Matricelf, an Israeli biotechnology company, recently performed a new type of test with 3D printed human spinal cord tissue on paralyzed mice that enabled them to walk again, paving a way for what could possibly be a remarkable way of treating humans with spinal cord injuries in the future. This 3D bioprinting technology, developed by Tel Aviv University was tested on mice with both acute and chronic paralysis. The results from the tests showed that all mice with acute paralysis regained the ability to walk. The success rate in mice with chronic paralysis was 80%.
The technique involves 3D printing cells and extracellular matrix (ECM) derived from patients to produce living tissues which ultimately help create the spinal cord implant. The diagrams below show the process in detail. Currently undergoing patent approval, this same technique was used in 2019 to produce the world’s first 3D printed heart in 2019.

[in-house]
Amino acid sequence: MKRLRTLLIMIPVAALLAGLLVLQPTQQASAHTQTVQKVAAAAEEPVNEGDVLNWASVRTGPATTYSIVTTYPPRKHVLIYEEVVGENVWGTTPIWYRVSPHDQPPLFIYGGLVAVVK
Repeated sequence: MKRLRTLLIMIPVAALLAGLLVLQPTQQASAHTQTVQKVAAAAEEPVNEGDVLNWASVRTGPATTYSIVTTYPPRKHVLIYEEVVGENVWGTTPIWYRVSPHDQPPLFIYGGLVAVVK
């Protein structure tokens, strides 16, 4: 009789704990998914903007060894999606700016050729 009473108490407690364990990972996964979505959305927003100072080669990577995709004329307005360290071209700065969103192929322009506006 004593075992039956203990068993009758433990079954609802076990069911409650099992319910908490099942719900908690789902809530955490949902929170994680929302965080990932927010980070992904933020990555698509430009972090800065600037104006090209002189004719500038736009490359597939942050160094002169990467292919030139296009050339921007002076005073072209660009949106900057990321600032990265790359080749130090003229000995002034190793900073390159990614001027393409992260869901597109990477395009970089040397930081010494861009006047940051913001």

Matricelf is talking to the US Food and Drug Administration to start its first human clinical trial of its 3D printed spinal cord implants by the end of 2024 while continuing to conduct tests on lab rats. Tens of thousands of paralyzed individuals can benefit from this technology in the future who are keen to restore their motor, sensory, and autonomic functions.
Learn more about Matricelf in the video below and read more about this study in the paper Regenerating the Injured Spinal Cord at the Chronic Phase by Engineered iPSCs-Derived 3D Neuronal Networks.
Source: 3D Printing Industry